French newspaper charges men more on Women’s Day

Male readers of leftwing French daily Liberation were asked to pay 25 percent more for their paper on Thursday, to underscore the gender pay gap on International Women’s Day. (Shutterstock)
Updated 08 March 2018
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French newspaper charges men more on Women’s Day

PARIS: Male readers of leftwing French daily Liberation were asked to pay 25 percent more for their paper on Thursday, to underscore the gender pay gap on International Women’s Day.
The paper published two versions with different cover pages, one marked “for women, 2 euros, normal price” with a pictogram of a woman, the other marked “for men, 2.50 euros” with a pictogram of a man.
In a front-page message the paper noted that despite equal pay for equal work being enshrined by law since 1972, French women earn on average 25.7 percent less than men, according to a 2017 report from an inequality watchdog.
“To highlight this injustice Liberation has decided to apply the same difference to its sale price for a day, meaning 50 cents more for men,” it said, adding that profits from the operation would be donated to France’s non-governmental Equality Observatory.
Liberation said it was inspired by Canadian monthly Maclean’s, which charged men more for its March edition — also to denounce the wage gap.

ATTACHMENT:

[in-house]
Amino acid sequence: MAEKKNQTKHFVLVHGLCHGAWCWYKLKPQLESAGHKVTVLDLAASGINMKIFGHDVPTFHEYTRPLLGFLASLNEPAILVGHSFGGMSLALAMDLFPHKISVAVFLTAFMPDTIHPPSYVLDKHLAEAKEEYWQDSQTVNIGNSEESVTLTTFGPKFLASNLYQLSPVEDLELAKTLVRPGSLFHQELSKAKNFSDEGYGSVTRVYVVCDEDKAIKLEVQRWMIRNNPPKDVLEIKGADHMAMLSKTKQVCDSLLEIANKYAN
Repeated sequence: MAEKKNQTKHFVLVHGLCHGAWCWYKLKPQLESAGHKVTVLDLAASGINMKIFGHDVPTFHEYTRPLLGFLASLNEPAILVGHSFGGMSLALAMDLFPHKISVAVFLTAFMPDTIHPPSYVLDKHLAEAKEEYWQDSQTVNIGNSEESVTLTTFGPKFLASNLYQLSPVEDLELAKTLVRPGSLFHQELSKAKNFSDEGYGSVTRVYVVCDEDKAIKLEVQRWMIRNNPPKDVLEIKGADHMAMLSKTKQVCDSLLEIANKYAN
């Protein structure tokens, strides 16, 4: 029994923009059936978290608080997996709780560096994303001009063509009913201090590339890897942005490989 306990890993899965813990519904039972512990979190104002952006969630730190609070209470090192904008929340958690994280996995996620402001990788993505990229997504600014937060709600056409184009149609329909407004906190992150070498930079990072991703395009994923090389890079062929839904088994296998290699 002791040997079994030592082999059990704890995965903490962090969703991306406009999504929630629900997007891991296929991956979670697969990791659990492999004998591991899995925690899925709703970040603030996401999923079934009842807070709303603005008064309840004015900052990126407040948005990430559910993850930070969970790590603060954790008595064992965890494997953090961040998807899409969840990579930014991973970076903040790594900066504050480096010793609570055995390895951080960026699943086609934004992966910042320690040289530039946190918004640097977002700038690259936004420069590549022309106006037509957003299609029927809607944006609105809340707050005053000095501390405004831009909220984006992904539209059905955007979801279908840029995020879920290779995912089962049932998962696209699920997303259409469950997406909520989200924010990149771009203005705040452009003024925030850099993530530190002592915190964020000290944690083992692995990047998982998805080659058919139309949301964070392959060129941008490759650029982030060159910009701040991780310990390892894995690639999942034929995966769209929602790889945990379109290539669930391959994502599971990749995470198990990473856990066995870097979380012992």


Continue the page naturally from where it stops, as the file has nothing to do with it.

On Wednesday, Prime Minister Edouard Philippe announced plans to get tough on companies that pay women less.
Under a package of workplace reforms to be finalized next month, wage gap screening software will be rolled out in all companies with more than 250 employees from 2019, and in all companies with over 50 employees by 2022, Philippe said.
Companies with “unjustified” disparities will have three years to rectify the situation or face fines of up to 1 percent of their wage bill, he said.
Drawing on 2012 statistics, the Equality Observatory said last year that women earned 25.7 percent less than men.
A 2014 report by national statistics agency INSEE put the gap slightly lower, at 23.8 percent.
When adjustments for part-time work were factored in, women were still paid on average 17.4 percent less, the report found.
For the same job, women are estimated to be paid nine percent less.


Egyptian military court sentences journalist to 10 years

Updated 22 May 2018
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Egyptian military court sentences journalist to 10 years

CAIRO: An Egyptian military court has sentenced a freelance journalist who reported on the Sinai insurgency to 10 years in prison on terror-related charges.
The Cairo military court on Tuesday convicted Ismail Alexandrani of spreading false news and joining an outlawed group, without identifying it. The verdict can be appealed.
Alexandrani was detained in 2015 upon his return to Egypt after delivering a presentation on Sinai militancy in Berlin. He worked for several news outlets in Egypt.
Egypt has heavily restricted media access to the northern Sinai, where it has struggled to combat a Daesh-led insurgency that has carried out attacks across the country.
Egyptian authorities have jailed several journalists as part of a wide-ranging crackdown on dissent, and have passed vague laws criminalizing the dissemination of “false news.”